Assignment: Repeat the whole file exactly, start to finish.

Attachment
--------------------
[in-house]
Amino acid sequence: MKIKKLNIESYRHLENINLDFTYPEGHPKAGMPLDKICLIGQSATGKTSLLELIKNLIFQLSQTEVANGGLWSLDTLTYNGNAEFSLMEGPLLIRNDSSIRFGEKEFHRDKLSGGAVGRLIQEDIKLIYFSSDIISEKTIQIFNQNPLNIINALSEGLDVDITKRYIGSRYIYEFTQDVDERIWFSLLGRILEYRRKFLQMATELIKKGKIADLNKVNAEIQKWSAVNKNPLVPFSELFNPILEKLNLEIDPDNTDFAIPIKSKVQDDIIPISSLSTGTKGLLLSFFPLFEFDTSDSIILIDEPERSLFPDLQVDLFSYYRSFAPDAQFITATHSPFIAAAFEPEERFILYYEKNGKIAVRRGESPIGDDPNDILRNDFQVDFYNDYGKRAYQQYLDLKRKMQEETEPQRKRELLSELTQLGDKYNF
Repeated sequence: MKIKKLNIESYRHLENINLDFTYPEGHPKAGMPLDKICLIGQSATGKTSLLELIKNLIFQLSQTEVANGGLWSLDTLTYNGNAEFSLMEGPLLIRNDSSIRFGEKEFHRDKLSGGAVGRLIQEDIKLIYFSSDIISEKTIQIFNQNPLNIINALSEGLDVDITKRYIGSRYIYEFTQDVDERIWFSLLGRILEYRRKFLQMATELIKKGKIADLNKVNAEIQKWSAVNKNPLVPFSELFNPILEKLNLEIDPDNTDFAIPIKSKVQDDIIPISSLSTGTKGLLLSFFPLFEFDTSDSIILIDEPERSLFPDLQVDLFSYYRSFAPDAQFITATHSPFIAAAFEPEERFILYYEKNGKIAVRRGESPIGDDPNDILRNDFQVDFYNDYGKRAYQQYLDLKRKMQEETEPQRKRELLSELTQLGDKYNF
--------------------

[in-house]
Amino acid sequence: MKIKKLNIESYRHLENINLDFTYPEGHPKAGMPLDKICLIGQSATGKTSLLELIKNLIFQLSQTEVANGGLWSLDTLTYNGNAEFSLMEGPLLIRNDSSIRFGEKEFHRDKLSGGAVGRLIQEDIKLIYFSSDIISEKTIQIFNQNPLNIINALSEGLDVDITKRYIGSRYIYEFTQDVDERIWFSLLGRILEYRRKFLQMATELIKKGKIADLNKVNAEIQKWSAVNKNPLVPFSELFNPILEKLNLEIDPDNTDFAIPIKSKVQDDIIPISSLSTGTKGLLLSFFPLFEFDTSDSIILIDEPERSLFPDLQVDLFSYYRSFAPDAQFITATHSPFIAAAFEPEERFILYYEKNGKIAVRRGESPIGDDPNDILRNDFQVDFYNDYGKRAYQQYLDLKRKMQEETEPQRKRELLSELTQLGDKYNF
Repeated sequence: MKIKKLNIESYRHLENINLDFTYPEGHPKAGMPLDKICLIGQSATGKTSLLELIKNLIFQLSQTEVANGGLWSLDTLTYNGNAEFSLMEGPLLIRNDSSIRFGEKEFHRDKLSGGAVGRLIQEDIKLIYFSSDIISEKTIQIFNQNPLNIINALSEGLDVDITKRYIGSRYIYEFTQDVDERIWFSLLGRILEYRRKFLQMATELIKKGKIADLNKVNAEIQKWSAVNKNPLVPFSELFNPILEKLNLEIDPDNTDFAIPIKSKVQDDIIPISSLSTGTKGLLLSFFPLFEFDTSDSIILIDEPERSLFPDLQVDLFSYYRSFAPDAQFITATHSPFIAAAFEPEERFILYYEKNGKIAVRRGESPIGDDPNDILRNDFQVDFYNDYGKRAYQQYLDLKRKMQEETEPQRKRELLSELTQLGDKYNF